street_address = models.CharField(max_length=20)
    ...

    class Meta:
        abstract = True

class UserAddress(Address):
    user_profile = models.ForeignKey(UserProfile)

class DepartmentAddress(Address):
    department = models.ForeignKey(Department)

Read more about abstract classes.

What your models are not contemplating are the possibilities that two Users will have the same address, and/or that two departments will have the same address. Since you are not specifying a unique constraint on address (that I can see), I assume that you are OK with a real-world address showing up more than once in your Address table.

If that is OK with you; fine.

The error message you are getting is stating a fact: there is no foreign key in Address to Department. You will have to revert that relationship for the inline to work. Meaning, when editing an address you can edit any departments associated with it; but not the reverse. With the models I suggest above you should not see this error.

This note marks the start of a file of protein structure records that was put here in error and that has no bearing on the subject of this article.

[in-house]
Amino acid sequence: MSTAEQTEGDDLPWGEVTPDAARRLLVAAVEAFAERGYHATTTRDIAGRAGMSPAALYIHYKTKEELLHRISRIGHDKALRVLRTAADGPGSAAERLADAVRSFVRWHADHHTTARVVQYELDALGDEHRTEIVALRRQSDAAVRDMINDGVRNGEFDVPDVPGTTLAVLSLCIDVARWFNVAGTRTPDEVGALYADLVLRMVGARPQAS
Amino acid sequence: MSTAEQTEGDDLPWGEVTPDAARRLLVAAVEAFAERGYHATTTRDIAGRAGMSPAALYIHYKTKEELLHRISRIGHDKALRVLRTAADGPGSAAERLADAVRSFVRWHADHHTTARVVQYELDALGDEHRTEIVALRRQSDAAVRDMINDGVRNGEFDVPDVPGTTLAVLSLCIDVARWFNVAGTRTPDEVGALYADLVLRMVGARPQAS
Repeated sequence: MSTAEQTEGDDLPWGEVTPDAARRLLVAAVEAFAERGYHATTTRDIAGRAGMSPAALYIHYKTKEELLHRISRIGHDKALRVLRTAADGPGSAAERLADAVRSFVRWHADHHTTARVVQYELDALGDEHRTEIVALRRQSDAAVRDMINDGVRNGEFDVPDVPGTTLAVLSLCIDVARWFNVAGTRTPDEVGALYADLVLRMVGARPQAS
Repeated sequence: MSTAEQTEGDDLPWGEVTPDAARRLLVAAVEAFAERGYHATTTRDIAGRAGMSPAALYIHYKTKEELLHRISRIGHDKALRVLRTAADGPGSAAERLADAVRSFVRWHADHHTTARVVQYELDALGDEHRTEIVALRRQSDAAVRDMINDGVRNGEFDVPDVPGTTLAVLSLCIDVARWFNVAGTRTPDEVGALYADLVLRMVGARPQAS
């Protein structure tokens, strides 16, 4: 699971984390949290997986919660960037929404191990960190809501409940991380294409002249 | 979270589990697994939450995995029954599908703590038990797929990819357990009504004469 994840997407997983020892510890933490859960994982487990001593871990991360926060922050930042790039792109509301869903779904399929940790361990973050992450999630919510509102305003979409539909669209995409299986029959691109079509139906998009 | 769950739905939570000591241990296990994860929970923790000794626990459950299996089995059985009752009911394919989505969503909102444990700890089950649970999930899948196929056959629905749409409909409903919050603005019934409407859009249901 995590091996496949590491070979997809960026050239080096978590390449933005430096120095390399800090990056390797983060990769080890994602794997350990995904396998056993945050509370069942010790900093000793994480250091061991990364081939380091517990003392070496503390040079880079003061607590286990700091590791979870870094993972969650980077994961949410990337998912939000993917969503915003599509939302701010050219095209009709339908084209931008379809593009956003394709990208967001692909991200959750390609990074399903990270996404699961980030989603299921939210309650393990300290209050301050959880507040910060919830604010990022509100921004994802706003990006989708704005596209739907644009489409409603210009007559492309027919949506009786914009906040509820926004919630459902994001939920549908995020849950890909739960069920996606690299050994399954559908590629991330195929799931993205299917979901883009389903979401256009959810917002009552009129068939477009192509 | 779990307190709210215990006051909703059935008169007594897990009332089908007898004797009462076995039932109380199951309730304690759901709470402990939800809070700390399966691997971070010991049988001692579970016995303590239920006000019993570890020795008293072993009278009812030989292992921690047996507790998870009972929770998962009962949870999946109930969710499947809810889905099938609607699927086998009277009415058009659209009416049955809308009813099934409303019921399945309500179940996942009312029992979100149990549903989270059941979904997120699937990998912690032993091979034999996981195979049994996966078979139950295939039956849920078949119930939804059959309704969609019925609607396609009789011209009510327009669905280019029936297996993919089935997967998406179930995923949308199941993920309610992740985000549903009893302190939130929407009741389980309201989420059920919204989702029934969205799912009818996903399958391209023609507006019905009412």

See the example from the docs. Notice how an Author has many Books and how the many side of the relationship is the one that can be inline.

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This answer would make sense, except that it appears to be ignoring the actual model code posted ;-) In which the ForeignKeys to Address are on UserProfile and Department, meaning that each of those can have only one Address, but an Address may be owned by many entities. –  Carl Meyer Dec 17 '09 at 2:28
    
Dang my poor speed reading skills... Carl - as usual - is right. I'll correct my answer. Deserved -1, thanks. –  celopes Dec 17 '09 at 2:40
    
Fast edit, -1 retracted ;-) –  Carl Meyer Dec 17 '09 at 3:39